Kremenets Jewish Cemetery

Cemetery Information

Site address
The cemetery is located on the crossroads of Kreydyana and Dzherel'na streets.
GPS coordinates
50.10568, 25.73380
Perimeter length
737 metres
Is the cemetery demolished
Type and height of existing fence
The cemetery is surrounded by a metal mesh and gabion fence with metal gates installed by ESJF in August 2017.
Preservation condition
Fenced and protected Jewish cemetery
General site condition
The cemetery is slightly overgrown. It requires clearing. The fence is in excellent condition.
Number of existing gravestones
About 3,000
Date of oldest tombstone
1825 (oldest found by ESJF expedition)
Date of newest tombstone
1940 (latest found by ESJF expedition)
Urgency of erecting a fence
Fence is not needed
Land ownership
Property of local community
Preserved construction on site
Drone surveys

Historical overview

The exact period of the cemetery’s establishment is unknown. According to an expedition of US Commission in the 2000s, the earliest preserved gravestone relates to the early 17th century. In 2018, ESJF expedition did not locate this gravestone on the site. The cemetery fence was installed by ESJF in August 2017.

First recordings about the Jewish life in Kremenets relates to 1438. In 1552, 240 Jews lived in Kremenets (10,6% of the total population). In 1563, two synagogues, a Jewish hospital, a yeshiva, and a Jewish cemetery operated. The representatives from the community participated in the Council of the Four Lands. In 1648–49, the Jewish community was attacked by the Khmelnytskyi’ troops. Rabbis served in Kremenets from the 16th century. In the late 18th century, a Hasidic community was headed by the son of Ihla-Mihla of Zolochev, Mordehai (1746–1820). I.B.Levinson contributed to a Haskala movement. In 1897, the Jewish population reached 6539 (37% of the total population). First Zionist organizations began to act in the early 20th century. The Bund branch functioned as well. In 1910, 13 synagogues, a Talmud Torah, heders, and a Jewish cemetery were in operation. Trade and crafts in the town were almost entirely concentrated in the hands of the Jews. By that time, the local Jews owned five hotels, four printing houses, brickworks, metal manufactories, a match factory, etc. In May 1919, the Jews were massacred by the army of the Directorate of Ukraine. In the interwar period, an ORT school, kindergarten, Talmud-Torah and yeshiva, as well as several Jewish libraries functioned. Two periodicals, “Kremenitser Shtime” and “Kremenitser Vohenblat”, were issuing in the 1930s. In 1931, 7,256 (36,5% of the total population) were inhabitants of Kremenets. In September 1939, the thousands of refugees arrived in Kremenets. In August 1941, a synagogue and a Jewish cemetery were demolished. Mass executions of Jews continued from the beginning of occupation on July 3, 1941, till October 1941. On March 1, 1942, the surviving 9,340 Jews were imprisoned in a ghetto. On 10-17 August 1942, the ghetto was liquidated, and more than 6,400 people were murdered. In 2003, some Jews lived here.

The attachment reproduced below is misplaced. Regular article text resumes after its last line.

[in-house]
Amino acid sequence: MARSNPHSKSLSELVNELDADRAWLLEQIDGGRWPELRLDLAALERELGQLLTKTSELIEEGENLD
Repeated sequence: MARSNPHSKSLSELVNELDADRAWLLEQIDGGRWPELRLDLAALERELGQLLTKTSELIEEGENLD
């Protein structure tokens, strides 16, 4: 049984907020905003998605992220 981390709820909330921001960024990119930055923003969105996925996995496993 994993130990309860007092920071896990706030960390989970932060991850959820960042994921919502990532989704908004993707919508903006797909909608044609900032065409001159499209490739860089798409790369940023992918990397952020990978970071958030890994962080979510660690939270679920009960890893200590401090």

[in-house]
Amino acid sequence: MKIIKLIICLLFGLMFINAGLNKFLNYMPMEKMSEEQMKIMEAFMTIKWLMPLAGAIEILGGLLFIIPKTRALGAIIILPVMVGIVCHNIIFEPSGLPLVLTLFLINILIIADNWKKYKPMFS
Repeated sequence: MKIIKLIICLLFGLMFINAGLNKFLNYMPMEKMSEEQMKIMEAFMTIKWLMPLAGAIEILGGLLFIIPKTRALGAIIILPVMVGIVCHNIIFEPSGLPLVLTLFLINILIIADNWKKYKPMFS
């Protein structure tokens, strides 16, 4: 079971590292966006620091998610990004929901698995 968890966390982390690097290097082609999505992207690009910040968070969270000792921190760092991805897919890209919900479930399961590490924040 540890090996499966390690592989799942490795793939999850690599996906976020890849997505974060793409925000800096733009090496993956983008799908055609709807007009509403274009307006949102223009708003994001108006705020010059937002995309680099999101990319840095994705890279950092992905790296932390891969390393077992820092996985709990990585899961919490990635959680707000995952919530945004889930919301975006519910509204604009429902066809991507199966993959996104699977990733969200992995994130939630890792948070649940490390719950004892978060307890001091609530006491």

3D model